Students from LaBelle examine a comb jelly on the Causeway Islands.

Students from LaBelle examine a comb jelly on the Causeway Islands.

Sanibel Sea School began a new partnership with Hendry County schools when students from LaBelle, FL visited the Causeway Islands for a morning of seining and learning about seagrass ecosystems.

Nicole Finnicum shows a students how to use a seine net.

Nicole Finnicum shows a students how to use a seine net.

Nanlyn Akin, the Gifted Program Coordinator for the area, contacted Sanibel Sea School earlier this year to discuss the need for better science-related field trip opportunities for students living in the more inland SW Florida counties, including Hendry.

Spencer Richardson explains how a bubbler helps fish survive in a bucket.

Spencer Richardson explains how a bubbler helps fish survive in a bucket.

“It is very difficult for our students to travel to the ocean in an educational setting,” said Akin, “Transportation costs and time out of a normal classroom setting can be obstacles in our school system.” Sanibel Sea School worked with Akin to overcome these obstacles, and thanks to the nonprofit organization’s donor-supported scholarship fund, they were able to bring over 20 students to experience the ocean.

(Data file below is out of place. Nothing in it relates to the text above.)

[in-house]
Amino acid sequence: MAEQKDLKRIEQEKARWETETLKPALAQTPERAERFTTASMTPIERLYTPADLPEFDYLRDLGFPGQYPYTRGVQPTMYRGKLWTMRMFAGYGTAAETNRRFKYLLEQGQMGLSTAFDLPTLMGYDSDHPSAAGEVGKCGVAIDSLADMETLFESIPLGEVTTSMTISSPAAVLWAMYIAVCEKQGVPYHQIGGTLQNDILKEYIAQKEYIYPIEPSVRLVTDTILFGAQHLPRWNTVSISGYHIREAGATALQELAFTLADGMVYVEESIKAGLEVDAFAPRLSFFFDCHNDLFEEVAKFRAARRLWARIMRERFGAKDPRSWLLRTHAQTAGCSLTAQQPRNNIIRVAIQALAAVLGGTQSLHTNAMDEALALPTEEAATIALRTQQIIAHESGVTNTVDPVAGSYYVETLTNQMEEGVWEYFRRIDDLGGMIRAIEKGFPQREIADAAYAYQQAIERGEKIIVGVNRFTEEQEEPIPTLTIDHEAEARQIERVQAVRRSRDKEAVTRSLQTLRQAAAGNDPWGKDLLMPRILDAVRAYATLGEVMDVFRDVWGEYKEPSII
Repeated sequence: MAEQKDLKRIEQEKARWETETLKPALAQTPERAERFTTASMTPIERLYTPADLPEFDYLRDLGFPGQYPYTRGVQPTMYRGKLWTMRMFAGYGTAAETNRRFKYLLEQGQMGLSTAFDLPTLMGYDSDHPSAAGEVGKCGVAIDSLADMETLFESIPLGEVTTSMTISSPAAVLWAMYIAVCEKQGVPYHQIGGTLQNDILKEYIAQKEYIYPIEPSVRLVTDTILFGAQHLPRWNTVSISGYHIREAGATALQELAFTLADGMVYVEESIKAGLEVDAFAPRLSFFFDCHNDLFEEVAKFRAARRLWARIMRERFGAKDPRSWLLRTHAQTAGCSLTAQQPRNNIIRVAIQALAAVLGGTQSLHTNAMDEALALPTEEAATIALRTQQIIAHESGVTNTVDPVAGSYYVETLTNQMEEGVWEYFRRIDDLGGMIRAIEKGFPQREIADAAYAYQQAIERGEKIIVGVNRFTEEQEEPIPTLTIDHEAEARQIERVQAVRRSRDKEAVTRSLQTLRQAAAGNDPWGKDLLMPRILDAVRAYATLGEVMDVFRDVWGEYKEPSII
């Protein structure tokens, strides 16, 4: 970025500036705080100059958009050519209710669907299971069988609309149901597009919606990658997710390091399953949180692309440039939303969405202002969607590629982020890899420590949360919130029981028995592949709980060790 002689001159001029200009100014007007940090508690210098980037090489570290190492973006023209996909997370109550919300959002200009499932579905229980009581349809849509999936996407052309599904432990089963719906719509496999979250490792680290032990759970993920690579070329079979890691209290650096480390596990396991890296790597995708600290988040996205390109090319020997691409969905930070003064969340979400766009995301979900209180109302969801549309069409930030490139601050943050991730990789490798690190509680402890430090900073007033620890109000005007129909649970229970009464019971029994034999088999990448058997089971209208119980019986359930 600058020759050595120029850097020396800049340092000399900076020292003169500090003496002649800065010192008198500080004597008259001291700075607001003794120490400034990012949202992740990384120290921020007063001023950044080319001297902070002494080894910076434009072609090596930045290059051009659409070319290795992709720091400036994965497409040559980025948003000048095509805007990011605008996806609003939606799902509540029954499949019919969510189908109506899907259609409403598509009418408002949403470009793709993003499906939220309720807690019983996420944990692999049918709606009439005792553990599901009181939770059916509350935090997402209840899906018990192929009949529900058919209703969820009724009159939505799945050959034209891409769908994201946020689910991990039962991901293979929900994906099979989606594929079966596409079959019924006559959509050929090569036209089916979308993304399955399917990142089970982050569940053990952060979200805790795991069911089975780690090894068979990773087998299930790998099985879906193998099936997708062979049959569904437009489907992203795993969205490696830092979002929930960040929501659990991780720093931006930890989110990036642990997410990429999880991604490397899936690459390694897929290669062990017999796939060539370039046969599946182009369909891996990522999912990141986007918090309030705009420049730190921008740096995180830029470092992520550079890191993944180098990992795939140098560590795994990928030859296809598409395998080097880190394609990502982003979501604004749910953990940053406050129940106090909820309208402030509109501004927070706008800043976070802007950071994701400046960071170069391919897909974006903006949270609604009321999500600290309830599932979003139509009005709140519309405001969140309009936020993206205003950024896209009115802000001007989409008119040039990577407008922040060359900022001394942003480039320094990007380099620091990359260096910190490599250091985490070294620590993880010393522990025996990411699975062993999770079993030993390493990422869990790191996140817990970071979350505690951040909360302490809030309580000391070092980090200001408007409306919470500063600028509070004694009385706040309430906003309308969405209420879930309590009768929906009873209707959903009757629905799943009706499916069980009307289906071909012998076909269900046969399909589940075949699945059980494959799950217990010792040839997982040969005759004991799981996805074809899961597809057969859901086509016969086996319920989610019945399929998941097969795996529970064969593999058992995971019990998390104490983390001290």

Nicole Finnicum gives students a lesson on seagrass ecosystems.

Nicole Finnicum gives students a lesson on seagrass ecosystems.

The Sea School’s educators worked closely with Akin to develop a lesson that would enhance classroom learning. “It was such an incredible morning!” said Spencer Richardson, an educator who led the LaBelle students, “The students already knew so much, and they were very eager to use the seine net. I loved hearing their squeals of excitement when they caught fish and comb jellies.”

Both groups plan to continue this partnership on a monthly basis. Sanibel Sea School is a 501c3 nonprofit whose mission is to improve the ocean’s future, one person at a time. To learn more, visit www.sanibelseaschool.org.

 

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